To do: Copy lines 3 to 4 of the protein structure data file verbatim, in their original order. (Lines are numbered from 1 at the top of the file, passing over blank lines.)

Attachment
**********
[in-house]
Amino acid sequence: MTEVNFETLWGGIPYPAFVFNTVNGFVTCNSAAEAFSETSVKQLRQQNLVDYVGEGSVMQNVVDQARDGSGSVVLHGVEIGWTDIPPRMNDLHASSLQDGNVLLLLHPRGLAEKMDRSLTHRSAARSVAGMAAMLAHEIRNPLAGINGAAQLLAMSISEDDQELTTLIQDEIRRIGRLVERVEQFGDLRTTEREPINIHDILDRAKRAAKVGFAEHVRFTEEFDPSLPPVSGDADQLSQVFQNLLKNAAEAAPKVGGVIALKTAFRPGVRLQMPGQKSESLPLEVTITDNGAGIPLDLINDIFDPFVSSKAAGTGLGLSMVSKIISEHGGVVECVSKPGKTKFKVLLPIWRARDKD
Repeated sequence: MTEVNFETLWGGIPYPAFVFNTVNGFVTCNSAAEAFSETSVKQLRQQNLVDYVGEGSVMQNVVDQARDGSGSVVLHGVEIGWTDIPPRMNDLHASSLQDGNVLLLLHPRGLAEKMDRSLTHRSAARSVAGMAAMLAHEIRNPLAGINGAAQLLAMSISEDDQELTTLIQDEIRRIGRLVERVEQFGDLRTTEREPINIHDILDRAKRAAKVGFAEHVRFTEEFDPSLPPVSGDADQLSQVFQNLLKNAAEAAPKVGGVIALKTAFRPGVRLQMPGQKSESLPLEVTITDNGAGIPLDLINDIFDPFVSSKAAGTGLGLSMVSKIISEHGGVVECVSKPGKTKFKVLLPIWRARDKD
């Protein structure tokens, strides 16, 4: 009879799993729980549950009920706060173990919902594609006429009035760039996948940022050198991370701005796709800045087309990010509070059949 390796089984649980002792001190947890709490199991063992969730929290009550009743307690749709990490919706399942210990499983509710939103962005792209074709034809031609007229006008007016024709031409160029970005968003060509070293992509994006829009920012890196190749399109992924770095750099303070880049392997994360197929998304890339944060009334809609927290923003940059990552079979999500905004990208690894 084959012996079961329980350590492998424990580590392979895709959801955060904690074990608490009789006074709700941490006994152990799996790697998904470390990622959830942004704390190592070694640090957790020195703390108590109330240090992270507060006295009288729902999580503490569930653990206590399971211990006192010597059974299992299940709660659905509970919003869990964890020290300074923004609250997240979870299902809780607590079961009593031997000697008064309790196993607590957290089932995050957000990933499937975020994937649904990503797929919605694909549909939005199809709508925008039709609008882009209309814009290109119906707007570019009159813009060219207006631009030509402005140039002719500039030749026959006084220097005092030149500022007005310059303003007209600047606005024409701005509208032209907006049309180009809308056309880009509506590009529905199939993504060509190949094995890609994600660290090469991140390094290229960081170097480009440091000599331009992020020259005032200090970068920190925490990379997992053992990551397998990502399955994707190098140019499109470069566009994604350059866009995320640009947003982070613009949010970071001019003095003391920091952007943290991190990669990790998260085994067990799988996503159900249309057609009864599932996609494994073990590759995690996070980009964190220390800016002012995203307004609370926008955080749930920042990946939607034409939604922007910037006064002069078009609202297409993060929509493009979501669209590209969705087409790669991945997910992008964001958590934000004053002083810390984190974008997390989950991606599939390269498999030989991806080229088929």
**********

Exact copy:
Repeated sequence: MTEVNFETLWGGIPYPAFVFNTVNGFVTCNSAAEAFSETSVKQLRQQNLVDYVGEGSVMQNVVDQARDGSGSVVLHGVEIGWTDIPPRMNDLHASSLQDGNVLLLLHPRGLAEKMDRSLTHRSAARSVAGMAAMLAHEIRNPLAGINGAAQLLAMSISEDDQELTTLIQDEIRRIGRLVERVEQFGDLRTTEREPINIHDILDRAKRAAKVGFAEHVRFTEEFDPSLPPVSGDADQLSQVFQNLLKNAAEAAPKVGGVIALKTAFRPGVRLQMPGQKSESLPLEVTITDNGAGIPLDLINDIFDPFVSSKAAGTGLGLSMVSKIISEHGGVVECVSKPGKTKFKVLLPIWRARDKD
């Protein structure tokens, strides 16, 4: 009879799993729980549950009920706060173990919902594609006429009035760039996948940022050198991370701005796709800045087309990010509070059949 390796089984649980002792001190947890709490199991063992969730929290009550009743307690749709990490919706399942210990499983509710939103962005792209074709034809031609007229006008007016024709031409160029970005968003060509070293992509994006829009920012890196190749399109992924770095750099303070880049392997994360197929998304890339944060009334809609927290923003940059990552079979999500905004990208690894 084959012996079961329980350590492998424990580590392979895709959801955060904690074990608490009789006074709700941490006994152990799996790697998904470390990622959830942004704390190592070694640090957790020195703390108590109330240090992270507060006295009288729902999580503490569930653990206590399971211990006192010597059974299992299940709660659905509970919003869990964890020290300074923004609250997240979870299902809780607590079961009593031997000697008064309790196993607590957290089932995050957000990933499937975020994937649904990503797929919605694909549909939005199809709508925008039709609008882009209309814009290109119906707007570019009159813009060219207006631009030509402005140039002719500039030749026959006084220097005092030149500022007005310059303003007209600047606005024409701005509208032209907006049309180009809308056309880009509506590009529905199939993504060509190949094995890609994600660290090469991140390094290229960081170097480009440091000599331009992020020259005032200090970068920190925490990379997992053992990551397998990502399955994707190098140019499109470069566009994604350059866009995320640009947003982070613009949010970071001019003095003391920091952007943290991190990669990790998260085994067990799988996503159900249309057609009864599932996609494994073990590759995690996070980009964190220390800016002012995203307004609370926008955080749930920042990946939607034409939604922007910037006064002069078009609202297409993060929509493009979501669209590209969705087409790669991945997910992008964001958590934000004053002083810390984190974008997390989950991606599939390269498999030989991806080229088929």